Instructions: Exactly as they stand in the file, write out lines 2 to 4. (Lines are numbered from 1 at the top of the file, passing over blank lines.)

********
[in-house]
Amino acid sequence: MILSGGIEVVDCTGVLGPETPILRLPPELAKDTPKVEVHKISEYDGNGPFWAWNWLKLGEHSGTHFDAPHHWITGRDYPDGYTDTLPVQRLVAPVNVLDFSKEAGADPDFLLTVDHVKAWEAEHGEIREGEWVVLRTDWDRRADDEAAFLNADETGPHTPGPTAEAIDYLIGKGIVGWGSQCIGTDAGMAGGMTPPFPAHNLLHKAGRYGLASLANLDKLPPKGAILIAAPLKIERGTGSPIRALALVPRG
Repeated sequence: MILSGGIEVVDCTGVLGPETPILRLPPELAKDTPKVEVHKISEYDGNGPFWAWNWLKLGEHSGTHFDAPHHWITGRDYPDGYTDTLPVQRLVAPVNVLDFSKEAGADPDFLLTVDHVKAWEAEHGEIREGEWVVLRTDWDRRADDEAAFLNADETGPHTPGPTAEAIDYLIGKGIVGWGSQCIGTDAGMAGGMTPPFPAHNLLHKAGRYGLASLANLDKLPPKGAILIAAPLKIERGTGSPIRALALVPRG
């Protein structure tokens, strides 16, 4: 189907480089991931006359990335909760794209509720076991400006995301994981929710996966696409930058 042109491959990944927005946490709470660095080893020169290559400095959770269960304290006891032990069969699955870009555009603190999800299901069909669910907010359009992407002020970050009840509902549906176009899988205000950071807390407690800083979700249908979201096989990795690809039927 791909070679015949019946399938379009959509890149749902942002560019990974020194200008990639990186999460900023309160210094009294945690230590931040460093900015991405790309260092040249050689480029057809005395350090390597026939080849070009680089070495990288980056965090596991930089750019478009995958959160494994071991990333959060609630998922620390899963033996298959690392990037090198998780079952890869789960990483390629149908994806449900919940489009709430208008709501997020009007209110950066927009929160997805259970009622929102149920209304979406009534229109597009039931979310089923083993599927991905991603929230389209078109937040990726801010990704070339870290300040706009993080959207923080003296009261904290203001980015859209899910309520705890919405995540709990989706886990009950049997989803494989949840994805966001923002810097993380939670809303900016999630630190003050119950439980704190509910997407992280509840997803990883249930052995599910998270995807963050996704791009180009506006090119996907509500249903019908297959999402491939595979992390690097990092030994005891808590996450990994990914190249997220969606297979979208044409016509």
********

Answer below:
Amino acid sequence: MILSGGIEVVDCTGVLGPETPILRLPPELAKDTPKVEVHKISEYDGNGPFWAWNWLKLGEHSGTHFDAPHHWITGRDYPDGYTDTLPVQRLVAPVNVLDFSKEAGADPDFLLTVDHVKAWEAEHGEIREGEWVVLRTDWDRRADDEAAFLNADETGPHTPGPTAEAIDYLIGKGIVGWGSQCIGTDAGMAGGMTPPFPAHNLLHKAGRYGLASLANLDKLPPKGAILIAAPLKIERGTGSPIRALALVPRG
Repeated sequence: MILSGGIEVVDCTGVLGPETPILRLPPELAKDTPKVEVHKISEYDGNGPFWAWNWLKLGEHSGTHFDAPHHWITGRDYPDGYTDTLPVQRLVAPVNVLDFSKEAGADPDFLLTVDHVKAWEAEHGEIREGEWVVLRTDWDRRADDEAAFLNADETGPHTPGPTAEAIDYLIGKGIVGWGSQCIGTDAGMAGGMTPPFPAHNLLHKAGRYGLASLANLDKLPPKGAILIAAPLKIERGTGSPIRALALVPRG
């Protein structure tokens, strides 16, 4: 189907480089991931006359990335909760794209509720076991400006995301994981929710996966696409930058 042109491959990944927005946490709470660095080893020169290559400095959770269960304290006891032990069969699955870009555009603190999800299901069909669910907010359009992407002020970050009840509902549906176009899988205000950071807390407690800083979700249908979201096989990795690809039927 791909070679015949019946399938379009959509890149749902942002560019990974020194200008990639990186999460900023309160210094009294945690230590931040460093900015991405790309260092040249050689480029057809005395350090390597026939080849070009680089070495990288980056965090596991930089750019478009995958959160494994071991990333959060609630998922620390899963033996298959690392990037090198998780079952890869789960990483390629149908994806449900919940489009709430208008709501997020009007209110950066927009929160997805259970009622929102149920209304979406009534229109597009039931979310089923083993599927991905991603929230389209078109937040990726801010990704070339870290300040706009993080959207923080003296009261904290203001980015859209899910309520705890919405995540709990989706886990009950049997989803494989949840994805966001923002810097993380939670809303900016999630630190003050119950439980704190509910997407992280509840997803990883249930052995599910998270995807963050996704791009180009506006090119996907509500249903019908297959999402491939595979992390690097990092030994005891808590996450990994990914190249997220969606297979979208044409016509």